Miguel Tejada suspended 105 games
The suspension of the 2002 American League MVP is effective immediately, the Office of the Commissoner announced Saturday.
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"I admitted I made a mistake. But I want people to understand one thing: I wasn't using a drug to take advantage on the field, or be stronger or hit more home runs," Tejada said to Enrique Rojas of ESPNdeportes.com from his home in Florida.
"I've been using it [Adderall] for the past five years and had medical permission from MLB. But my last permit expired on April 15 and they didn't gave me another. I knew that I was in risk of breaking the rules, but at the same time, I could not stop using the medicine because I suffer from ADD [Attention Deficit Disorder]. It's not a vice, it is a disease."
Tejada had previously tested positive under the league's amphetamine policy, so he was subject to a 25-game ban for a second test and an 80-game suspension for a third, both of which occurred while playing for the Royals this season.
"It doesn't matter if you're MVP or king of the world. If you're going to do things that are illegal, you're going to get caught for it and you're going to get suspended," Royals pitcher James Shields said. "It's a shame because I really like him a lot as a teammate."
Tejada's ban is the third-longest non-lifetime suspension handed down by MLB, behind Alex Rodriguez's pending 211-game ban and Steve Howe's 119-game sanction in 1992. He also is the third former MVP to be suspended this season under baseball's drug program, joining Rodriguez and Ryan Braun (65 games) of the Milwaukee Brewers.
Yahoo Sports! reported Tejada's suspension comes after the 39-year-old twice tested positive for Adderall.
I've been using it for the past five years and had medical permission from MLB. But my last permit expired on April 15 and they didn't gave me another. I knew that I was in risk of breaking the rules, but at the same time, I could not stop using the medicine because I suffer from ADD. It's not a vice, it is a disease.” -- Miguel Tejada
"It is unfortunate for me that things have not gone well, but I want people to be clear about my condition, which affects many other people in the world. When I do not take my medicine, I cannot focus properly, and even forget things very easily," Tejada said.
Tejada, who signed a one-year deal with the Royals last offseason, will begin serving the suspension while on the 60-day disabled list with a strained calf muscle. He would need to fulfill the remainder of the suspension next season before he's eligible to play.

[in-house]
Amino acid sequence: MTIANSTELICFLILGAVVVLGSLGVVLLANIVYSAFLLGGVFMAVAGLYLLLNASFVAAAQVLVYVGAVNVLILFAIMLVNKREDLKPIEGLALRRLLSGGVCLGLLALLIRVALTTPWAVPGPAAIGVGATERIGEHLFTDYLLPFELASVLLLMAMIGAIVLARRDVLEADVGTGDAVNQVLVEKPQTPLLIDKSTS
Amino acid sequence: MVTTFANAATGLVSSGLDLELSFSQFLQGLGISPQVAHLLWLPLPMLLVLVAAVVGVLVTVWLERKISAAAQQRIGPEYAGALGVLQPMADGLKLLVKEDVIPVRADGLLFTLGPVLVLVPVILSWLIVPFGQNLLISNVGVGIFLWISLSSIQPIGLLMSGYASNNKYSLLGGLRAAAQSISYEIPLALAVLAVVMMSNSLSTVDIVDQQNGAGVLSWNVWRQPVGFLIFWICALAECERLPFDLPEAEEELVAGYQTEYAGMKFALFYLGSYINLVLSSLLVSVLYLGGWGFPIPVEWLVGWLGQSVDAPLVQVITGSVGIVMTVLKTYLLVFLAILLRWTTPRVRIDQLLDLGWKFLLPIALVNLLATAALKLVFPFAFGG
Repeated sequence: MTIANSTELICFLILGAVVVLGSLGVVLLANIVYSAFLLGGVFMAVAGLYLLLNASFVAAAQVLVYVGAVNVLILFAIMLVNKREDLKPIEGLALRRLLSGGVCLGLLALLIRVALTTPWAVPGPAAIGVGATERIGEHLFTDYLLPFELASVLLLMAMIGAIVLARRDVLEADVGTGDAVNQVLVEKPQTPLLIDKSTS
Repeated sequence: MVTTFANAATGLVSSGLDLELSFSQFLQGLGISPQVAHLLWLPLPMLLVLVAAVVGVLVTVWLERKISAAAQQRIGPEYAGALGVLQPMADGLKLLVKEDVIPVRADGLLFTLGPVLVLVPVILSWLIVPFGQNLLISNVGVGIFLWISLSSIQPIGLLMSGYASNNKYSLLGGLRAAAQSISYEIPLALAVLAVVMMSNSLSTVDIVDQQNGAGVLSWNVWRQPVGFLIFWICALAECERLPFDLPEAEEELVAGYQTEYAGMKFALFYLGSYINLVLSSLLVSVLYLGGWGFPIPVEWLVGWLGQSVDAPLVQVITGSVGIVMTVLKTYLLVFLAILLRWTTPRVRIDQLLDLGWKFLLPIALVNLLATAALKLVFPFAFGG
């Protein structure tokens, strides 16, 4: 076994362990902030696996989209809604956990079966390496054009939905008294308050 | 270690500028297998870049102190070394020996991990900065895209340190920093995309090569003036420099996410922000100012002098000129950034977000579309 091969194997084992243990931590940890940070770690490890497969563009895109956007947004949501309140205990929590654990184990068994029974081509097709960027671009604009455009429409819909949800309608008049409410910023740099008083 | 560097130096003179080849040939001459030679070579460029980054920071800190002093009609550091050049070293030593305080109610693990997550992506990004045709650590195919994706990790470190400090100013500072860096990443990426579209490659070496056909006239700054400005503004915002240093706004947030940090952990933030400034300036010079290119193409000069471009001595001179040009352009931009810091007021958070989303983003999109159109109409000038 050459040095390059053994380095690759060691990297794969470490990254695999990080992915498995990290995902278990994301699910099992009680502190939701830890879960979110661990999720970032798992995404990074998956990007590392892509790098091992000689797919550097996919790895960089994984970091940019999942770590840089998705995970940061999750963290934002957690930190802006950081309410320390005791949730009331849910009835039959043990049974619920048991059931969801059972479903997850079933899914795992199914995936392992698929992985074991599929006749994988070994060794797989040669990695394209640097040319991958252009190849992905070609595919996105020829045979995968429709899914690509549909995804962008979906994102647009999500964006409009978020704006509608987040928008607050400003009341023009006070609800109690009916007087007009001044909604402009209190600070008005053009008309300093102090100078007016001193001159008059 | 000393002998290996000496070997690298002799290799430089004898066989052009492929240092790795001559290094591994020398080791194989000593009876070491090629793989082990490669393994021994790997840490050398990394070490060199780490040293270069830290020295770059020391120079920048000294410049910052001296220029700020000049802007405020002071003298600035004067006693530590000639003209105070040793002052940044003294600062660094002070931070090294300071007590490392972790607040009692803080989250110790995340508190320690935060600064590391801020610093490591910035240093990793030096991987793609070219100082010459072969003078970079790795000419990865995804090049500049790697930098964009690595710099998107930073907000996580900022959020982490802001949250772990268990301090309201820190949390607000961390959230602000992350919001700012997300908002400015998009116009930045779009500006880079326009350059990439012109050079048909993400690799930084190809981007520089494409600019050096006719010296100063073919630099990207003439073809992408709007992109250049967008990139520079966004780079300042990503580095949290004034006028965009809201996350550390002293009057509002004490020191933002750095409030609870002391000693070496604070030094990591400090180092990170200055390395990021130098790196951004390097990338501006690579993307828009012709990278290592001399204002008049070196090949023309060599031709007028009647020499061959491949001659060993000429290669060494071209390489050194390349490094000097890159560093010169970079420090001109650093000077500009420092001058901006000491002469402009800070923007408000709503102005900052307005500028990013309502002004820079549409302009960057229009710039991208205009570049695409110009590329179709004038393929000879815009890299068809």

Tejada was hitting .288 with three homers and 20 RBIs in 53 games before getting hurt.
Despite the punishment, Tejada said he did not plan to retire from baseball, and will try to get a contract for next year.
"I hope to get the contract, and if possible, the renewal of my permission to use a drug which I depend less each time," he said.
Tejada hurt his calf last Saturday while diving for a ball in the seventh inning of a loss to the Red Sox. He wound up on the DL, and was transferred to the 60-day disabled list -- effectively ending his season -- when the Royals acquired utility man Emilio Bonifacio earlier this week.
"He definitely played well," Shields said. "I've faced him for many, many years and he's one of the best situational hitters that I've ever seen. I never really knew him. To know how he was a teammate and as a player? He was phenomenal."
In 2009, Tejada became the first high-profile player convicted of a crime stemming from baseball's steroids era when he plead guilty to misleading Congress about the use of performance-enhancing drugs.
Under a plea agreement with the same prosecutors that pursued a perjury indictment against Roger Clemens, Tejada admitted he withheld information about an ex-teammate's use of steroids and human growth hormone when questioned by a House committee's investigators in August 2005.
Tejada, a six-time All-Star, also previously acknowledged he bought HGH while playing for the Oakland Athletics, but said he threw the drugs away without using them.
Information from ESPNdeportes.com's Enrique Rojas and The Associated Press was used in this report.
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